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Did the U.S. Half cent ever have purchasing power?

I recently read about the 2019 Floating Head variety Lincoln cent in Numismatic News. Since the image wasn’t clear, can you describe the coin?

The 2019 Floating Head Lincoln cent has no neck, although the tie at the throat area is visible. Since multiples of the variety have been discovered, it is likely the variety is caused by an inferior or over-polished obverse working die than from foreign material becoming lodged momentarily in a die.

Did the U.S. half-cent ever have any purchasing power?

When the half-cent was introduced in 1793 the typical wage earner made a dollar a day and worked six days a week. It cost about 1.5 cents to purchase a pound of potatoes. According to Old Inns and Taverns of West Jersey, a dinner with a pint of good beer or cider cost 37.5 cents in Salem County in 1806. The half-cent served a function at that time.

I recently saw a slabbed Platinum American Eagle coin on which the label described the coin as being a mint error with a finned rim. What is a finned rim?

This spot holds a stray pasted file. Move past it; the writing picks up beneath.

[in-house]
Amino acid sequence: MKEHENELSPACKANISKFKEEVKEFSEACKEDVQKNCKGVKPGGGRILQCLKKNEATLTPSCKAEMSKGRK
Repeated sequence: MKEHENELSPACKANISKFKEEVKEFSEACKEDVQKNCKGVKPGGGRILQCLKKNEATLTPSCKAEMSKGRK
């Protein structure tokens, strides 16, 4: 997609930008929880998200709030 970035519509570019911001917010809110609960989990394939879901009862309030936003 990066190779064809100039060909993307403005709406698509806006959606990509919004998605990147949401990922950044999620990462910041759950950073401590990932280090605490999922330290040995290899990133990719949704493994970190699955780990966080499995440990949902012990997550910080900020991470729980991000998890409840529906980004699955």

A finned rim is a thin flange extending vertically from the coin’s edge. The error is caused by excessive striking pressure forcing the metal to flow into the gap between the die neck and collar, the metal flow appearing as fins. The location of these fins depends on the tilt of the die at the moment of striking.

Why were two wheat ears chosen for the reverse of the 1909 Lincoln cent?

Coin designer Victor D. Brenner’s original design included a tree branch similar to that used on contemporary French silver coins. U.S. Mint Director Frank A. Leach directed Brenner to use a more simplified reverse design, resulting in the two simple wheat ears.

Did Brenner’s cent reverse design employ any special variety of wheat?

Sources indicate Brenner chose two ears of durum wheat, also known as pasta or macaroni wheat. Durum is Latin for hard. The species is the hardest of all wheats, and for that reason, it is difficult to mill. It is the second most commonly grown wheat, which brings up the question as to why Brenner chose this particular wheat for his coinage design.

Can you explain the difference between the 1859 cent reverse wreath and that appearing on the later Indian cents?

The 1859 Indian cent depicts six-leaf bunches of laurel or more properly olive leaves. The 1860 to 1909 Indian cent depicts an oak wreath and a narrow shield. Arrows are added to the wreath at the six o’clock position.